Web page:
Who Benefits From 529’s

Yesterday, we had a nice debate about 529’s.  The open question in the end was who benefits from these college savings accounts. The New York Times said that 80 percent of the tax benefits of 529’s go to families that earn more than $150,000. Megan McArdle said that 70% of the accounts are held by families who make less than $150,000 a year. I pointed to our own case of an anemic 529 and wondered how many of these accounts have silly amounts of money. So, who benefits from this policy? Higher income or middle-income families?

The Chronicle of Higher Ed thoughtfully answered these questions for me this morning.

What percentage of American households own a 529 account? The answer = 3 percent.

529 - 3%

Not many households have one, in other words.

Of that 3 percent, how many are middle income and how many are wealthy? 34.8 percent earn between 100 and 150K  per year. 22.6 percent earn between 150 to 200K. 100K to 200K might indeed be middle income, if one lives in the Northeast and bought a home after the real estate boom. So, the majority of 529s are owned by the non-super rich.

529 -- income


But as I pointed out in the comment section, the real question is how much money is in those accounts. Turns out not much. Only those in the top 5 percent of family income have enough money in those accounts to really pay for college.

529 -- totals

As the Chronicle points out, the average amount of money in those 529 is not quite 20K. Those in the 3rd quartile of family income only have about $8K in their accounts.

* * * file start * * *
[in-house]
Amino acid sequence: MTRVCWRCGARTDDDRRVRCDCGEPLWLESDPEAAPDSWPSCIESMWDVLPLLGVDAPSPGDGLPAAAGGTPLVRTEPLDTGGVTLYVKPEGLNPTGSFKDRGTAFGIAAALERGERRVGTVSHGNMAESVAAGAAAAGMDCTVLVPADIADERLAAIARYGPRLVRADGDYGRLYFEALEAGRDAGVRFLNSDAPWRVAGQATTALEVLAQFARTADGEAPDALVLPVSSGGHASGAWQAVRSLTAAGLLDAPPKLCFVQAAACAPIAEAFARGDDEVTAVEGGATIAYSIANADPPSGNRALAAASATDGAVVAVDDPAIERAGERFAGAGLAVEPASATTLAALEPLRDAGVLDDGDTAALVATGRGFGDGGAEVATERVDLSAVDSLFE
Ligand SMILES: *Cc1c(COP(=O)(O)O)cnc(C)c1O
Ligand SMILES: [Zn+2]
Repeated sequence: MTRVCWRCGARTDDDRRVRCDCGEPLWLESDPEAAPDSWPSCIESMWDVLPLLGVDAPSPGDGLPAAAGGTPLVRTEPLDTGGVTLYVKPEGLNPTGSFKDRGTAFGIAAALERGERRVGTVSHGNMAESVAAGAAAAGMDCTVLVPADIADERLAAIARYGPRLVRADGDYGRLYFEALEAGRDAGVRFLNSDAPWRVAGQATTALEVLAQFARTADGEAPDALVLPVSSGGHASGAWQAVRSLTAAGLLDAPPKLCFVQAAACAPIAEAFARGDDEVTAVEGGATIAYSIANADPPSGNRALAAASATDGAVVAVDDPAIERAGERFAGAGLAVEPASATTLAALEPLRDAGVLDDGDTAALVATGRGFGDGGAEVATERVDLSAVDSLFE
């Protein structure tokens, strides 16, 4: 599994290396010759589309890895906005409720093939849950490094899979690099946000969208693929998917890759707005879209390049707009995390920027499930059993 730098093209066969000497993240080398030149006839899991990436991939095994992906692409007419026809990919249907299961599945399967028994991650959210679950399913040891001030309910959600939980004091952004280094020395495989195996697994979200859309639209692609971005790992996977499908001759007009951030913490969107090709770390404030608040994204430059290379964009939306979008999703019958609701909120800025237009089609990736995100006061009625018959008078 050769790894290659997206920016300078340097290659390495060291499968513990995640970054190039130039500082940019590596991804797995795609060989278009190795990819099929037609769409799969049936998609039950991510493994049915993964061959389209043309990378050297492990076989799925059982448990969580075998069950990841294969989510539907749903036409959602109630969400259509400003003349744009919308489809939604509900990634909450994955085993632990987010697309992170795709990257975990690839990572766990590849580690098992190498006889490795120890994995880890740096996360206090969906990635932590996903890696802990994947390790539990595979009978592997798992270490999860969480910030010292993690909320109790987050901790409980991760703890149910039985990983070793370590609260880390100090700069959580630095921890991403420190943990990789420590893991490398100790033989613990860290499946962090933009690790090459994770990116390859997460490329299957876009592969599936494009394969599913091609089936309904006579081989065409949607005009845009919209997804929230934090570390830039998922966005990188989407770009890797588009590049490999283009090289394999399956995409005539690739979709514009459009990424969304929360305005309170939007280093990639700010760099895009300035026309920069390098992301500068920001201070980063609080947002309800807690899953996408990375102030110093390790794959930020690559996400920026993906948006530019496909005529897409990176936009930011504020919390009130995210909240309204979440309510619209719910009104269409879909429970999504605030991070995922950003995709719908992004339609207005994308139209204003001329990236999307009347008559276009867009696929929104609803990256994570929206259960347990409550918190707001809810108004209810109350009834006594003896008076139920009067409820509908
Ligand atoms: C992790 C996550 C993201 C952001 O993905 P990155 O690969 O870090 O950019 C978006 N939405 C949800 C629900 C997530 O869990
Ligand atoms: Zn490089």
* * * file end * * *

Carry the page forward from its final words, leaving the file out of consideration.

Still, let’s stick with the 20K number for argument sake. How far does 20K get you in paying for one child’s college education? Let’s just assume the kid finishes in four years, which most kids don’t do.

Tuition, Room and Board, Fees 

Georgetown University — $258,160

Sarah Lawrence College — $267,520

University of Virginia — $108,504 (in state) $225,248 (out of state)

University of Delaware — $106,040 (in state) $179,440 (out of state)

The College of New Jersey — $123,572 (in state) $166,024 (out of state)

My next question is whether or not 20K makes a difference. Do colleges first take that 20K and then figure out any merit or other grants? Or do they give out grants first? A middle income family with a nice grant package from a college could put that 20K to good use. It might mean that the kid wouldn’t have to take out any student loans. However, do colleges regard those accounts as their personal property?


SL 648

A TV show about Bruce Jenner’s transformation? I’m totally gonna watch that.

Andrew Sullivan is done.

Holocaust Memorial website.

Vintage hippie pictures.

Siblings with autism have different varieties of autism. Different broken genes. The implication is that autism may not be inherited and that autism isn’t one thing. It isn’t merely one broken gene, rather it’s a bunch of different mutant genes creating lots of different kinds of autism.

What the 1% earn in each state.

The 529 Short Lived Debate